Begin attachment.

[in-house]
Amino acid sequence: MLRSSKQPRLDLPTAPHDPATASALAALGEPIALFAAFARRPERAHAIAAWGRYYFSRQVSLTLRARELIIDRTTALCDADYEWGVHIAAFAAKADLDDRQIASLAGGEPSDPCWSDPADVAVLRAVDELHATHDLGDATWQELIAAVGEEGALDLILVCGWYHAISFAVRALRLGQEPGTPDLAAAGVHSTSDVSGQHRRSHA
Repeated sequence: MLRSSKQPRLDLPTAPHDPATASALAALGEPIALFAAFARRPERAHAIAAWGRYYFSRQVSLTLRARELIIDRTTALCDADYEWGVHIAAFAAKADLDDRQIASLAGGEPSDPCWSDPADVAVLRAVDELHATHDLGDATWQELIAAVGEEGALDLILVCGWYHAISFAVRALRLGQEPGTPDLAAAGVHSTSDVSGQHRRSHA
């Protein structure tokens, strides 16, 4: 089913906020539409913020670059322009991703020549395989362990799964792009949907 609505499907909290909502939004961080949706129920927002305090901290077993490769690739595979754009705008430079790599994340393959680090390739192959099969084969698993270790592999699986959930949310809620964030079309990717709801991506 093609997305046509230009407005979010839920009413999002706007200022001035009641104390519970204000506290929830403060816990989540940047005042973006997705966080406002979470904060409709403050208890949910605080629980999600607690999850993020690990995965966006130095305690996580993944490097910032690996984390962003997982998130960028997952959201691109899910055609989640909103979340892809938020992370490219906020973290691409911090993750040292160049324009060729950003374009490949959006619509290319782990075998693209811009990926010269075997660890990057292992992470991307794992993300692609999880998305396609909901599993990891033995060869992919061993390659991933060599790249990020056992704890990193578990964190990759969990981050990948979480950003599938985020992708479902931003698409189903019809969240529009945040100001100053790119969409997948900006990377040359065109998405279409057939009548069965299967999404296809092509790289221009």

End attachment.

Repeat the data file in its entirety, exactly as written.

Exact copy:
[in-house]
Amino acid sequence: MLRSSKQPRLDLPTAPHDPATASALAALGEPIALFAAFARRPERAHAIAAWGRYYFSRQVSLTLRARELIIDRTTALCDADYEWGVHIAAFAAKADLDDRQIASLAGGEPSDPCWSDPADVAVLRAVDELHATHDLGDATWQELIAAVGEEGALDLILVCGWYHAISFAVRALRLGQEPGTPDLAAAGVHSTSDVSGQHRRSHA
Repeated sequence: MLRSSKQPRLDLPTAPHDPATASALAALGEPIALFAAFARRPERAHAIAAWGRYYFSRQVSLTLRARELIIDRTTALCDADYEWGVHIAAFAAKADLDDRQIASLAGGEPSDPCWSDPADVAVLRAVDELHATHDLGDATWQELIAAVGEEGALDLILVCGWYHAISFAVRALRLGQEPGTPDLAAAGVHSTSDVSGQHRRSHA
């Protein structure tokens, strides 16, 4: 089913906020539409913020670059322009991703020549395989362990799964792009949907 609505499907909290909502939004961080949706129920927002305090901290077993490769690739595979754009705008430079790599994340393959680090390739192959099969084969698993270790592999699986959930949310809620964030079309990717709801991506 093609997305046509230009407005979010839920009413999002706007200022001035009641104390519970204000506290929830403060816990989540940047005042973006997705966080406002979470904060409709403050208890949910605080629980999600607690999850993020690990995965966006130095305690996580993944490097910032690996984390962003997982998130960028997952959201691109899910055609989640909103979340892809938020992370490219906020973290691409911090993750040292160049324009060729950003374009490949959006619509290319782990075998693209811009990926010269075997660890990057292992992470991307794992993300692609999880998305396609909901599993990891033995060869992919061993390659991933060599790249990020056992704890990193578990964190990759969990981050990948979480950003599938985020992708479902931003698409189903019809969240529009945040100001100053790119969409997948900006990377040359065109998405279409057939009548069965299967999404296809092509790289221009």